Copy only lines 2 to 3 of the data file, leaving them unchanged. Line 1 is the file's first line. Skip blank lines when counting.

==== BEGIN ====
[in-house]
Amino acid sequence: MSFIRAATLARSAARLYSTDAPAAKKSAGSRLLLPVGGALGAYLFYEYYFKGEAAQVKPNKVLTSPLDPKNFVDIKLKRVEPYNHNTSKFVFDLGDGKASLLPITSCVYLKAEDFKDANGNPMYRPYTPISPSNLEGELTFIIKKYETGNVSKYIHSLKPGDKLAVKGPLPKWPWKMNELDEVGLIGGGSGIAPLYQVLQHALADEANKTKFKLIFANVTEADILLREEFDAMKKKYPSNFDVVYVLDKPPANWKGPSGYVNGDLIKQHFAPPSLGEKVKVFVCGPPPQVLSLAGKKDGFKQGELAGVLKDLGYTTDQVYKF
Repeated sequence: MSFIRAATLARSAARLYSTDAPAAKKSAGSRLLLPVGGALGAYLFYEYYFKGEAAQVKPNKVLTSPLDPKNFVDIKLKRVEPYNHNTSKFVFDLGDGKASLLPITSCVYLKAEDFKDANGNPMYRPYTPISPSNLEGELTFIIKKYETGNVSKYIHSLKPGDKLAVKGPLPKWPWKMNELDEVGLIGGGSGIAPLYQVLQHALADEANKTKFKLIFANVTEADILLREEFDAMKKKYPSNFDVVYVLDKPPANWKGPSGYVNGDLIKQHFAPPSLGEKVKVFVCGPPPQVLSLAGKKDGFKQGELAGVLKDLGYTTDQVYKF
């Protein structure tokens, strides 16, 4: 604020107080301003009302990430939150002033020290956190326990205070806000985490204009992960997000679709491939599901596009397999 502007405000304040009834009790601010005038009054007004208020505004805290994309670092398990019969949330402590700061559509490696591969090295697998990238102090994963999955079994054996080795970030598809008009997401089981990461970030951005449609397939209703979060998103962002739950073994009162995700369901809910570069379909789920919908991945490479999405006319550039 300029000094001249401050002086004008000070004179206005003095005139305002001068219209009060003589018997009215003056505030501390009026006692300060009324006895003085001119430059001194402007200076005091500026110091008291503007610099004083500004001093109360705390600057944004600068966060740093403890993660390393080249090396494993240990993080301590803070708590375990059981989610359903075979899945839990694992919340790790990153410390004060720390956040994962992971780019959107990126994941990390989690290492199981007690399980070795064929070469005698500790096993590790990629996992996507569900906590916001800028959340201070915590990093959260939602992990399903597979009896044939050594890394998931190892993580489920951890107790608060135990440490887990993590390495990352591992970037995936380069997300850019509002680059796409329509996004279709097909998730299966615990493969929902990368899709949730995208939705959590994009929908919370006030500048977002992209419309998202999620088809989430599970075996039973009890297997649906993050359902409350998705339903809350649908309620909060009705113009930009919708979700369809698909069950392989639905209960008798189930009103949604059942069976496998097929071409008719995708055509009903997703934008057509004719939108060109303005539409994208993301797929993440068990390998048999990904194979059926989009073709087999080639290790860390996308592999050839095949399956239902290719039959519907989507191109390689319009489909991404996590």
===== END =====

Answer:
Amino acid sequence: MSFIRAATLARSAARLYSTDAPAAKKSAGSRLLLPVGGALGAYLFYEYYFKGEAAQVKPNKVLTSPLDPKNFVDIKLKRVEPYNHNTSKFVFDLGDGKASLLPITSCVYLKAEDFKDANGNPMYRPYTPISPSNLEGELTFIIKKYETGNVSKYIHSLKPGDKLAVKGPLPKWPWKMNELDEVGLIGGGSGIAPLYQVLQHALADEANKTKFKLIFANVTEADILLREEFDAMKKKYPSNFDVVYVLDKPPANWKGPSGYVNGDLIKQHFAPPSLGEKVKVFVCGPPPQVLSLAGKKDGFKQGELAGVLKDLGYTTDQVYKF
Repeated sequence: MSFIRAATLARSAARLYSTDAPAAKKSAGSRLLLPVGGALGAYLFYEYYFKGEAAQVKPNKVLTSPLDPKNFVDIKLKRVEPYNHNTSKFVFDLGDGKASLLPITSCVYLKAEDFKDANGNPMYRPYTPISPSNLEGELTFIIKKYETGNVSKYIHSLKPGDKLAVKGPLPKWPWKMNELDEVGLIGGGSGIAPLYQVLQHALADEANKTKFKLIFANVTEADILLREEFDAMKKKYPSNFDVVYVLDKPPANWKGPSGYVNGDLIKQHFAPPSLGEKVKVFVCGPPPQVLSLAGKKDGFKQGELAGVLKDLGYTTDQVYKF